The Truth About Internet Trolls

There’s no doubt about it: Internet trolls suck. At their mildest, they’re obnoxious — and at their worst? Just ask Amy Davis Roth, or Briana Wu, or Zoe Quinn, or Anita Sarkeesian what that’s like. But hey, guess what? Now there’s a video that reveals the truth about Internet trolls… and it is magnificent. Ladies and gents, prepare to meet “Internet Trolls — The Halloween Musical.”

The brainchild of brothers Antonius and Vijay Nazareth, who run the AVbyte channel on YouTube, “Internet Trolls — The Halloween Musical” depicts people who harass other people online as they really are: Actual trolls. And no, I don’t mean the cute, adorable Treasure Trolls we were so obsessed with in the ‘90s; I mean the freaky mythological type from Norse and Scandinavian folklore. The trolls, you see, have gathered together in the aftermath of The Fappening — “a great success,” according to their twisted logic — to decide what to do next in a show-stopping musical number worthy of the Great White Way. With references to their roots, it also traces their journey from point A to point B: That is, how they went from lurking under bridges and eating whoever had the misfortune to cross above to large-scale assaults conducted via the Internet. And did I mention how hilarious it is? Because it is. It really, really is. Whenever I get trolled online now, I’m just going to imagine whoever’s doing the trolling like this. It’s perfect. Here, check it out:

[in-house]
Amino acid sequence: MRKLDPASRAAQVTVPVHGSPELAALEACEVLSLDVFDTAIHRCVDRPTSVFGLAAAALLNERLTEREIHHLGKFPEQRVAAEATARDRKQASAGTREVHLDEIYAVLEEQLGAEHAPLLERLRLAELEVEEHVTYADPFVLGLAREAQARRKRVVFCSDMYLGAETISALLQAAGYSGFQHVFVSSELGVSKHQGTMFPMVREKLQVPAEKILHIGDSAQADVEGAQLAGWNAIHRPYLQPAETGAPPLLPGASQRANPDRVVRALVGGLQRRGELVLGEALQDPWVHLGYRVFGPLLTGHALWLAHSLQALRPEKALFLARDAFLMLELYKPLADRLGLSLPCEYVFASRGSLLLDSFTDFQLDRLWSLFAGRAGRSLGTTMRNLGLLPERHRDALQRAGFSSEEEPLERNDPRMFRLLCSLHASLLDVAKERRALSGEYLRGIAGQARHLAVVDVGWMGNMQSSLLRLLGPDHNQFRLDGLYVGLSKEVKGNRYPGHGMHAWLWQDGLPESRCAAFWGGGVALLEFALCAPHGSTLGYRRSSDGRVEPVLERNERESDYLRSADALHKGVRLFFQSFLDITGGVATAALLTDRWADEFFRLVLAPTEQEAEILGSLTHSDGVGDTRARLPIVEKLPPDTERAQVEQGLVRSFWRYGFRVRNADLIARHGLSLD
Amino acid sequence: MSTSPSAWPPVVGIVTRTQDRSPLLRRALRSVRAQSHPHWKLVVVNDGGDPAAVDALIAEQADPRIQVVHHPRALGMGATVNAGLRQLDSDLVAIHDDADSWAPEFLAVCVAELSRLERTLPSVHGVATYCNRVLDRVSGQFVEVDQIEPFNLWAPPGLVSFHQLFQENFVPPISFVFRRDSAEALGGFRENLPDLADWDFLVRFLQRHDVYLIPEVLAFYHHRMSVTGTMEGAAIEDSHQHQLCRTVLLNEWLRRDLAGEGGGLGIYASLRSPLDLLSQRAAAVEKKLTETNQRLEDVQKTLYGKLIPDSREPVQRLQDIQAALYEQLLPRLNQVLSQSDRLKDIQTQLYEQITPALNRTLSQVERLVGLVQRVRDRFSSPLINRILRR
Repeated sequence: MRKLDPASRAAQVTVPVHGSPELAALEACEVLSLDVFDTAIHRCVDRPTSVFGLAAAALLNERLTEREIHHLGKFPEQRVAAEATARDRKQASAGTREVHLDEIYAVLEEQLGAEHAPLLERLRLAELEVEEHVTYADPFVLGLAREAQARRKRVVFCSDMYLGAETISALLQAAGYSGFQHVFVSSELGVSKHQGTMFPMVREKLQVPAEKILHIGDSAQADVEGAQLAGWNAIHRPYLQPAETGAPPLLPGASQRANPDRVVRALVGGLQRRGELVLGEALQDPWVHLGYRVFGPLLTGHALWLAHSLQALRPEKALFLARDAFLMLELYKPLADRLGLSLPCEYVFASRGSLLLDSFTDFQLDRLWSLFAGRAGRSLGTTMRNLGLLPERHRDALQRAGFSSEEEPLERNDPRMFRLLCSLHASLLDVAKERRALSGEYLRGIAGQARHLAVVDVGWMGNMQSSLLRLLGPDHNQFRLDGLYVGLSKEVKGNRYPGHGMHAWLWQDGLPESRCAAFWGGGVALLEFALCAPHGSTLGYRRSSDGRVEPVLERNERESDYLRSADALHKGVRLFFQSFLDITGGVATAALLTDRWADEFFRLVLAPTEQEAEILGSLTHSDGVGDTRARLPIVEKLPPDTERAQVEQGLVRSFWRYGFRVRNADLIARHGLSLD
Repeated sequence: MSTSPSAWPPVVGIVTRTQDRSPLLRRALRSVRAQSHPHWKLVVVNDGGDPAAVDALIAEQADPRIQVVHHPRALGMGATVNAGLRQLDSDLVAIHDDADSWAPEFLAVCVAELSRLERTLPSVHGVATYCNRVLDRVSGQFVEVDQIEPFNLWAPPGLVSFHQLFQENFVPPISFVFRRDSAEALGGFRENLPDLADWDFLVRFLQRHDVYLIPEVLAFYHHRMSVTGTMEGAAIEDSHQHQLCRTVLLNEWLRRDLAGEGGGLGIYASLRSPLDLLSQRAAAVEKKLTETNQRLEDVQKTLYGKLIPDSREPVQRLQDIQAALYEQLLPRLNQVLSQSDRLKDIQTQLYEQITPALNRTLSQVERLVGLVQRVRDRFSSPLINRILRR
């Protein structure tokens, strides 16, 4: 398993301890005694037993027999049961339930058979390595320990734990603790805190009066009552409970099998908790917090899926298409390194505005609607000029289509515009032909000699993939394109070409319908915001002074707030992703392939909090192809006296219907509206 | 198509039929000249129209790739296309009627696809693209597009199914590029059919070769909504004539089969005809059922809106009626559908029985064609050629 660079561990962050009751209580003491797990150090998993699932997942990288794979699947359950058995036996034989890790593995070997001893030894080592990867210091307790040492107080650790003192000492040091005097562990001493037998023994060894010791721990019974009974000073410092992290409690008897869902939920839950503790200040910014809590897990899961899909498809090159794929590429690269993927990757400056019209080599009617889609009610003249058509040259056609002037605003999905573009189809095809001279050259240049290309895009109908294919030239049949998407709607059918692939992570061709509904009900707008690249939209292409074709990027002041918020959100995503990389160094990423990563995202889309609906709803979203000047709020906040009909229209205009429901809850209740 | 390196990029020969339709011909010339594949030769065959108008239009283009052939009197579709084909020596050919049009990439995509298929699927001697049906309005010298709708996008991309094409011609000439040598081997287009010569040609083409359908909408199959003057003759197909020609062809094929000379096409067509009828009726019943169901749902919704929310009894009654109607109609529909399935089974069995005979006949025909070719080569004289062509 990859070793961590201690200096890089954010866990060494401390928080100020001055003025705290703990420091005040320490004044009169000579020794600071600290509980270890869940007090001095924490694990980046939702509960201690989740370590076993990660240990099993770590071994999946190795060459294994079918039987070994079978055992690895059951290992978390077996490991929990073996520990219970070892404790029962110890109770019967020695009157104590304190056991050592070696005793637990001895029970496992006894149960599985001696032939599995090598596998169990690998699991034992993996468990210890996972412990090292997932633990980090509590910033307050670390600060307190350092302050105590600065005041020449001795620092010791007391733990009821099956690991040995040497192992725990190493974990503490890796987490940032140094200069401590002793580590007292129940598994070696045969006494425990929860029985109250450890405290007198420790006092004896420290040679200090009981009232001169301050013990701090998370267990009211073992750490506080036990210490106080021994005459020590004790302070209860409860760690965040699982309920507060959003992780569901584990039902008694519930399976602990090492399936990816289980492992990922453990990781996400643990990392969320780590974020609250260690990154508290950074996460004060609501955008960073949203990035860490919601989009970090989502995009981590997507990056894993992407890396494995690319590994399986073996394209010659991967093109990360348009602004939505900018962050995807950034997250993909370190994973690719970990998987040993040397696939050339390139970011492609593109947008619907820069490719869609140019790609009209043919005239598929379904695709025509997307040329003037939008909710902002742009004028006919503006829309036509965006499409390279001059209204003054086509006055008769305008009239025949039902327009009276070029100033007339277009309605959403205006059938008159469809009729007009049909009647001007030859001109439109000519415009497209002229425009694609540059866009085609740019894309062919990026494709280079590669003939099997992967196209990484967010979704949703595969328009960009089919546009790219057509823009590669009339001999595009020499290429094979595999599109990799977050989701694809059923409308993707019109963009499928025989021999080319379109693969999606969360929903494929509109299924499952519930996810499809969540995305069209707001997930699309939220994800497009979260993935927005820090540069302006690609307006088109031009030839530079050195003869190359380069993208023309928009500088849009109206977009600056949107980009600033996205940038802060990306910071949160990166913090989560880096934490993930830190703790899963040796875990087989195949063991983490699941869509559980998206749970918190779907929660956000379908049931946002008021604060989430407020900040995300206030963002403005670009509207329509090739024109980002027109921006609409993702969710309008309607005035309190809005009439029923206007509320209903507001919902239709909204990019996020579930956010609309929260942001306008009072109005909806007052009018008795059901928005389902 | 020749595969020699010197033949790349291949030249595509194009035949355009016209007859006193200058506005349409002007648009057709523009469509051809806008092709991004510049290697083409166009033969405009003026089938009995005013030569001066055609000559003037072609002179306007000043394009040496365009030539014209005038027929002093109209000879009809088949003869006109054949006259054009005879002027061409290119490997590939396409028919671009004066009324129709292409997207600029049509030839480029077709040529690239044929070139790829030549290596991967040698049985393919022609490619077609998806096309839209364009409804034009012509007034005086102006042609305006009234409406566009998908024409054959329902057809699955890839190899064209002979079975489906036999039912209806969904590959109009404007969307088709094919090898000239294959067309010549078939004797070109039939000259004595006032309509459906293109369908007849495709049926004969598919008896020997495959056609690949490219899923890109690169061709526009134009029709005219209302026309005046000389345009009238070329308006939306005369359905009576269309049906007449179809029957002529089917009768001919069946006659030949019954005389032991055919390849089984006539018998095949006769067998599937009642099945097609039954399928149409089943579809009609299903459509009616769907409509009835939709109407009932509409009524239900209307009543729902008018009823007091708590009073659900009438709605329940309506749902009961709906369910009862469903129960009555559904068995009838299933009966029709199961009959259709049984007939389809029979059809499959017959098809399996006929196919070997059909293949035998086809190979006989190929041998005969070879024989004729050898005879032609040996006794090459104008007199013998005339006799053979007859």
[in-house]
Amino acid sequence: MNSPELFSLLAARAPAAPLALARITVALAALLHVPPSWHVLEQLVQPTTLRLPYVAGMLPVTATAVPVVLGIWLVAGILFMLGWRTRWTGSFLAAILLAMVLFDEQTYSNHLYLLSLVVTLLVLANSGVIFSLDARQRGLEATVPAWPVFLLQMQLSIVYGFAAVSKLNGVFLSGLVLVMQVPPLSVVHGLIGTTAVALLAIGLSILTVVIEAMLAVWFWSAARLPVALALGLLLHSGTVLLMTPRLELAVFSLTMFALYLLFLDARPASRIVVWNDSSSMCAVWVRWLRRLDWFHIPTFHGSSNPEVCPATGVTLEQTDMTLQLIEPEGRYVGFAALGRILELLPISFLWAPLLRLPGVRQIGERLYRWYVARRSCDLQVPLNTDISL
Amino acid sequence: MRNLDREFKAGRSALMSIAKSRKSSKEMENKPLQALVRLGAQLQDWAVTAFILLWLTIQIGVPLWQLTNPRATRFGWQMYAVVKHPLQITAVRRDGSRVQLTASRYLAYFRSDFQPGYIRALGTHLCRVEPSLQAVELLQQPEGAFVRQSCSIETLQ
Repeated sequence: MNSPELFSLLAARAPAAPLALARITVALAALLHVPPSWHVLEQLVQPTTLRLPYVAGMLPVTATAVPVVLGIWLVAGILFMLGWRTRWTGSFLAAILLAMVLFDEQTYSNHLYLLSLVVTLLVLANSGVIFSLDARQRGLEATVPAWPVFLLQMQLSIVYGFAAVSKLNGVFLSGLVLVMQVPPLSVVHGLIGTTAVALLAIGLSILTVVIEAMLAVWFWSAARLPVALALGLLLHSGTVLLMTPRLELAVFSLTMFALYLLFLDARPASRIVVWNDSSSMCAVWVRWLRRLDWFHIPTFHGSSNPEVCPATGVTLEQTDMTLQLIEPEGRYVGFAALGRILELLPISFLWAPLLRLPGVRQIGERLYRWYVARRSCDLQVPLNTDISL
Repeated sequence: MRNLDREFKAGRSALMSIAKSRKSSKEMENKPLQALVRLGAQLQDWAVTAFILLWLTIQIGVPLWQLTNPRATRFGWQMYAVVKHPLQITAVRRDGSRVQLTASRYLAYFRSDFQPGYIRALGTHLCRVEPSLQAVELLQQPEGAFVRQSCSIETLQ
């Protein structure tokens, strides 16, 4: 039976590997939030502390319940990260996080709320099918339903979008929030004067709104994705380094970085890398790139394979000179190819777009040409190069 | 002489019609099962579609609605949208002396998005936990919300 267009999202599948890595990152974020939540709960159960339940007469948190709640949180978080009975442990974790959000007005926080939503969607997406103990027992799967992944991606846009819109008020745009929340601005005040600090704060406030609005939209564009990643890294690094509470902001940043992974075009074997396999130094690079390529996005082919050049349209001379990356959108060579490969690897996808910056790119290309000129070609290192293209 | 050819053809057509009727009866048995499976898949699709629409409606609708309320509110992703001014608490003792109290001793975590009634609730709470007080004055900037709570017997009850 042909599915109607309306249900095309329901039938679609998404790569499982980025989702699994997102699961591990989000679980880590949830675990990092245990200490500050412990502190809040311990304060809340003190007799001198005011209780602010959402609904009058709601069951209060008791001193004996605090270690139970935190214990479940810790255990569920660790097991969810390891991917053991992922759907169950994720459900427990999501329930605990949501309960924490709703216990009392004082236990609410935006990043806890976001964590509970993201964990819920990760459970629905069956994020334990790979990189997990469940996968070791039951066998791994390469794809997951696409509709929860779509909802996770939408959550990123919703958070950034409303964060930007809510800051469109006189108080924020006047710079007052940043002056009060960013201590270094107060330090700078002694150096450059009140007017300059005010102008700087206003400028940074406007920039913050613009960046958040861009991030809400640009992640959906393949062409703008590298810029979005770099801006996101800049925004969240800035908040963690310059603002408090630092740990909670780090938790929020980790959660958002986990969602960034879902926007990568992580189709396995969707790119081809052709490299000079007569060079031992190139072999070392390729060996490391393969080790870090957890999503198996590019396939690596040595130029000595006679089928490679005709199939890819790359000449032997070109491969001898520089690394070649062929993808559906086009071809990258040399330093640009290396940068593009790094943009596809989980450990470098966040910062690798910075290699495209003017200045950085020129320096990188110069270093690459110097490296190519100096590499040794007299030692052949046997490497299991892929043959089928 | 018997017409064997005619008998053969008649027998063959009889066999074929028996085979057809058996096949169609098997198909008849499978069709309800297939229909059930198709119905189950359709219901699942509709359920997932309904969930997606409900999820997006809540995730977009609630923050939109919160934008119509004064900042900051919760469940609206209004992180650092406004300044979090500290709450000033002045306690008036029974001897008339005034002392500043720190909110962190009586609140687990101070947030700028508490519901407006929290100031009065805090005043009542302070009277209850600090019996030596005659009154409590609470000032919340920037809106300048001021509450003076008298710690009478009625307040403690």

According to the Nazareths, the video wasn’t inspired by an individual event; rather, it was the state of Internet culture at large. Said Antonius to Mashable, “We were looking at ‘The Fappening,’ and how trolling and sites like 4chan were involved. At the same time, we’ve been on the receiving end of some really intense, but fun and lightheart, trolling and we just finally wanted to address it in a video.” The brothers may not have been subjected to the incredibly vicious kind of trolling that a lot of women are, purely for the crime of being women on the Internet — but I appreciate that they’re still tackling the issue. They’ve shown a pretty firmly feminist point of view in the past (see: “Frozen: A Musical Featuring Disney Princesses”), so good on them for not staying silent.

AVbyte isn’t the only video to have taken Internet trolling on in a creative fashion recently; Canadian spoken word artist Shane Koyczan produced a powerful animation in September that’s also worth watching. Unlike AVbyte’s video, Koyczan’s isn’t comedic — but it also delves into how the mythological creatures of old have grown into the very real trolls we deal with today. Food for thought, no?

Image: AVbyte/YouTube